6. “Christianity explains – in unity with other religions – that the invisible infinity is God. He has created all things visible and invisible out of himself and all rests in him. By a special act he has created man in his image – in Catholic theology that means, as white light is broken up by a prism, God’s uncompounded being is broken into human properties.” (Undset 1993).

7. “For Catholics, grace is a medicine which sinners may ever inhale and bathe in, that they might grow up rightly – become saints, be perfect as their heavenly Father is perfect. Only when we are as good as God are we good enough.” (Undset 1993).

“However, there are probably only a few converts who are prepared to explain their own conversion, why their resistance to one who calls himself the Way, the Truth, and the Life, a resistance dictated by fear and mistrust, has been overcome. It does not happen without the cooperation of the mystical and supernatural power that theologians call grace.” (Undset 1999, Vol. 13).

8. “As is well known, no one can be received into the Church without basic instructions – it is not enough to have ‘everyone who wants to be saved, raise your hands’, as I have had the experience of hearing at a revival meeting. The Church does not receive capitulations who only join, after having been momentarily stirred either by intoxicating feelings or emotional worship services; she demands that the convert should know what she teaches and understand what she says. The convert has months, years if he will, to think things over before he takes the step.” (Undset 1993).

“We believe in complete seriousness that the peace of Christ cannot be advanced in the world unless we confess with Peter, literally and without interpretations: ‘Thou art the Christ, the Son of the living God!’, and therefore, accept all His words as the word of God.” (Undset 1993).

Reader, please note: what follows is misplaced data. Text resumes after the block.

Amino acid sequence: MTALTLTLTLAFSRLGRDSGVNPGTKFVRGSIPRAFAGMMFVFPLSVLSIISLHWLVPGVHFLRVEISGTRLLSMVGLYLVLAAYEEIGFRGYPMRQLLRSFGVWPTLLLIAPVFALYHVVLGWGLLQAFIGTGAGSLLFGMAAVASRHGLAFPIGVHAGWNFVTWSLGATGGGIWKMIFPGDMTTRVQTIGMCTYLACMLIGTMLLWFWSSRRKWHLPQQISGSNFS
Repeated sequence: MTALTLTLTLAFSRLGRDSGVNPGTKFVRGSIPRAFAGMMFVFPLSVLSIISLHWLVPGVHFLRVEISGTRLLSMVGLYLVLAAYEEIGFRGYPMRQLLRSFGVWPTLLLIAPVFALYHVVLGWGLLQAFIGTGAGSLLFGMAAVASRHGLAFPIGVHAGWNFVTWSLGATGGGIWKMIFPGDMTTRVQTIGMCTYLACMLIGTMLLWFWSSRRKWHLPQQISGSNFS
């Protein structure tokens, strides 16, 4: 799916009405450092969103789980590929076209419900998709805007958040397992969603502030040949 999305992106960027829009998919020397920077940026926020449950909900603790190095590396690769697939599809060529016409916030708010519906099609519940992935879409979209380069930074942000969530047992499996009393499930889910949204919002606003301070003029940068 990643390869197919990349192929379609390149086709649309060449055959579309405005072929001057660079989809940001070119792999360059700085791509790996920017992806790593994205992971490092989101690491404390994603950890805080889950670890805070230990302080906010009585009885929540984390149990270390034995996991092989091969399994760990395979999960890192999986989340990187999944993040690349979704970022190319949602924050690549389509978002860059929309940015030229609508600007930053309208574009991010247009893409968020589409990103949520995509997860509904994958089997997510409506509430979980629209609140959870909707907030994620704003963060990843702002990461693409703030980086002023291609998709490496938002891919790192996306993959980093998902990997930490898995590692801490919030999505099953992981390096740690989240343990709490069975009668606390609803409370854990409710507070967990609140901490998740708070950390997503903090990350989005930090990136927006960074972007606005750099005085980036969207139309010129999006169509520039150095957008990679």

9. “There is a kind of modern, confused deism, more or less Christian sounding, colored by a kind of Jesus worship that is not worship of God but of a hero. It is prepared all too willingly to enter into company with whatever kind of altruistically colored materialism, without understanding that the Christian and materialistic ideals are incommensurate, even when outwardly they look exactly alike.” (Undset 1993).

10. “By degrees my knowledge of history convinced me that the only thoroughly sane people, of our civilization at least, seemed to be those queer men and women the Catholic Church calls Saints. They seemed to know the true explanation of man’s undying hunger for happiness – his tragically insufficient love of peace, justice, and goodwill to his fellow men, his everlasting fall from grace. Now it occurred to me that there might possibly be some truth in the original Christianity.

But if you desire to know the truth about anything, you always run the risk of finding it. And in a way we do not want to find the Truth – we prefer to seek and keep our illusions.

But I had ventured too near the abode of truth in my researches about ‘God’s friends,’ as the Saints are called in the Old Norse texts of Catholic times. So I had to submit. And on the first of November, 1924, I was received into the Catholic Church.” (Undset, as cited in Grenier 1999).